CONGRATULATIONS IACA CYCLE #10
MINI-GRANT RECIPIENT, RACHEL WALLIS!
Click here to learn about our other Cycle #10 mini-grant recipient, Malesha Taylor.
(Courtesy of generous donations through the Network for Good.)
Congratulations to Rachel Wallis on a successful grant application!
The following is Rachel's application:
I am an activist who uses art in my organizing work, and an artist who engages in issues of racial and social justice. As a primarily self-taught textile artist, practicing for over a decade, my work spans the divide between fine art and craft. I believe that traditional textile techniques, particularly quilting, can provide a fertile platform for creating dialog and understanding around complex ideas and issues. Quilting has a rich history in diverse communities in the US. For generations quilting has created spaces for women to build community, support each other, and organize. I believe that community quilts allow us to tackle overwhelming subjects, like the toll of homicide on marginalized communities in Chicago, the legacy of violence by the Chicago Police Department, the history of textiles in the slave economy, and the impact of incarceration on families. The slow process of stitching occupies our hands and slows our minds. It forces us to travel from the general to the particular. The meditative act of embroidering engenders a kind of radical empathy. Rather than seeing this person as a statistic or a criminal, we take the time to imagine their lives and families, thinking about the people who loved and lost them. Working with anywhere from a dozen to hundreds of people, I have created striking textile pieces that serve as a visual record of the issues at hand, while deepening our relationships with each other and strengthening movements for justice.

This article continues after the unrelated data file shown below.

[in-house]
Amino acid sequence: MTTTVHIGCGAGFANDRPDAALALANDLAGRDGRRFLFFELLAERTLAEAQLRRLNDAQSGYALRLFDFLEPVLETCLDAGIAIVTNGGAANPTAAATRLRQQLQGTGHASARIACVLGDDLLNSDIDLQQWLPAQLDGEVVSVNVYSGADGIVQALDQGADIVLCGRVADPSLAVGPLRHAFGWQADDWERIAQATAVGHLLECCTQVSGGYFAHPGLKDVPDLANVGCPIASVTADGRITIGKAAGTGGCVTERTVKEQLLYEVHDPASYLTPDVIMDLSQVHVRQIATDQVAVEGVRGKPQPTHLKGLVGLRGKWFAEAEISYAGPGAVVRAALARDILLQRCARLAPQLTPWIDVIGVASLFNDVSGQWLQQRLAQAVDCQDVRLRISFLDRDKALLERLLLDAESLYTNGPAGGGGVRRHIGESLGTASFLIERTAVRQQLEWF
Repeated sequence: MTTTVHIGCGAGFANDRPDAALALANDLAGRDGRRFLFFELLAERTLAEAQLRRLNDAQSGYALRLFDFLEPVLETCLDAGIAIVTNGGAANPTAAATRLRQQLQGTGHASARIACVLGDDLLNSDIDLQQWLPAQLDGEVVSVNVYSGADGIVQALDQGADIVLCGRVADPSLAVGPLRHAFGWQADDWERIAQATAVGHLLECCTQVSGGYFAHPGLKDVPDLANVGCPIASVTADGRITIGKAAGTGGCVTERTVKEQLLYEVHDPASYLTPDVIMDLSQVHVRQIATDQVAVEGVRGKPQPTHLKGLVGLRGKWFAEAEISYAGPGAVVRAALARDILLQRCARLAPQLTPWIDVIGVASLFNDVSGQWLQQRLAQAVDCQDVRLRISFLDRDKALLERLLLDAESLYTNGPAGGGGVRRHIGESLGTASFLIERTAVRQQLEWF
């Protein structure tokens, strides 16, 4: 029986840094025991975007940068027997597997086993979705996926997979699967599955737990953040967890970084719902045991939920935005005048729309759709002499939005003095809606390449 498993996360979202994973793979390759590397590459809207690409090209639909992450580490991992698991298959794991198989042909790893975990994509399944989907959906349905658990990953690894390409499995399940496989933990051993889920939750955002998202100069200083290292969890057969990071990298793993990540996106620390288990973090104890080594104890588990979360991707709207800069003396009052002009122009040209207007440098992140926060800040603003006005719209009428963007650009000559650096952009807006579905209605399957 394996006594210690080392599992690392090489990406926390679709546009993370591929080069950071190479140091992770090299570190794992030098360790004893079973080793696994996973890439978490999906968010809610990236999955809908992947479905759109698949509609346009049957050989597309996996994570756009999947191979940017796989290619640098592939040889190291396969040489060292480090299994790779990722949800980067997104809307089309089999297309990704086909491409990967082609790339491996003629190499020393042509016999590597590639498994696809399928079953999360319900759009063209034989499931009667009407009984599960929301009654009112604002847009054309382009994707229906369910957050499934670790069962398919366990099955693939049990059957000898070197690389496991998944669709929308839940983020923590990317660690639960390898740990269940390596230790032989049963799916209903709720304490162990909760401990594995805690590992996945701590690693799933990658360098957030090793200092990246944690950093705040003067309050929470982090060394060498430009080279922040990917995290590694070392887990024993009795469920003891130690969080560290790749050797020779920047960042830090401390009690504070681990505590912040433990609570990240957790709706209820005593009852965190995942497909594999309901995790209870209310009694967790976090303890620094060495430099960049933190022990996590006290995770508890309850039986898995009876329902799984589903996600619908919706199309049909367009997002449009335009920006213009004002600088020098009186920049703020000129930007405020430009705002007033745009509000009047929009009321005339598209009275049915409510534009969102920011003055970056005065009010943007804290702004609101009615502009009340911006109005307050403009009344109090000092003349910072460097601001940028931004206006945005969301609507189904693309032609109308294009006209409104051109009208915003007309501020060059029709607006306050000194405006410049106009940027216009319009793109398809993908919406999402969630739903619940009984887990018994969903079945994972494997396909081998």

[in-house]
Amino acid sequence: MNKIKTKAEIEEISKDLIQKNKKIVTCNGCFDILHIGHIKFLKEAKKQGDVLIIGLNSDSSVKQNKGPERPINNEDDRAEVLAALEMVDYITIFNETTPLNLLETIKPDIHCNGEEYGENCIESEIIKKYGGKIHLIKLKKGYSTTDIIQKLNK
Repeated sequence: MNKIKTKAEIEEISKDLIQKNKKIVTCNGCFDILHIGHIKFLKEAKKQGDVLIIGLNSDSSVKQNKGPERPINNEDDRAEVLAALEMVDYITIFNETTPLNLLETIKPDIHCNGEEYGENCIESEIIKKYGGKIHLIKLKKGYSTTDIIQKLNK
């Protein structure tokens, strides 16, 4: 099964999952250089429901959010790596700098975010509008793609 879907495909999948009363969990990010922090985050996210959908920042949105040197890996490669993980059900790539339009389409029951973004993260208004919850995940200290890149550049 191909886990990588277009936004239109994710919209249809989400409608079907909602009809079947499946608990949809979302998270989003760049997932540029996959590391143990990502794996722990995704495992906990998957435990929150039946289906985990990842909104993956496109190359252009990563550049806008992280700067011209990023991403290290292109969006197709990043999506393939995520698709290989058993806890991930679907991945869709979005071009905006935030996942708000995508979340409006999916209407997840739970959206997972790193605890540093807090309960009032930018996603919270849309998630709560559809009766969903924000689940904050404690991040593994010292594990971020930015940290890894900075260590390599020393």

Quilts serve to mark and celebrate relationships in families. We make them to celebrate births and weddings, and to mourn deaths. They have been passed down within families, from generation to generation, for hundreds of years. For millions of families, however, the relationships between generations has been ruptured by incarceration. The Inheritance Quilt addresses the issue of family separation and mass incarceration in two ways: by working with incarcerated mothers to create quilts for their children, and by using community quilting circles outside of the prison walls to foster public conversations about mass incarceration.
My community quilting projects have a huge impact with a relatively small investment. Utilizing donated supplies and materials and hundreds of volunteer hours, I'm able to engage diverse communities in rich conversations about some of the most pressing issues in our country.
During the summer and fall of 2018, Rachel Wallis and collaborators taught two, five week classes with groups of women in the Cook County Detention Center. The women wrote and shared stories about their family relationships, and the idea of inheritance – what was passed down to them and what they want to pass along to their children. They each designed an original quilt for someone in their family. Volunteer quilters outside of the jail will sew each woman a quilt based on their designs, and mail them to the recipient of their choice. At the same time, community quilting circles will be creating one large quilt based on all of the women's designs, and embroidering sections of their writing onto it.
Volunteer quilters are currently at work on the second round of quilts for the project right now, and I'm hosting the next round of quilting circles for the project in Chicago in April. $250 would go a long way towards covering the material, shipping, and supply costs for the individual quilts and the larger collective piece we're working on.
To learn more about Rachel's community quilting projects, including Inheritance Quilt, Gone But Not Forgotten and Unraveling Empire, visit her website at www.rachelawallis.com.
Integrity: Arts and Cultural Association is pleased to assist in funding Rachel's proposal! We wish her the best in her future artistic endeavors.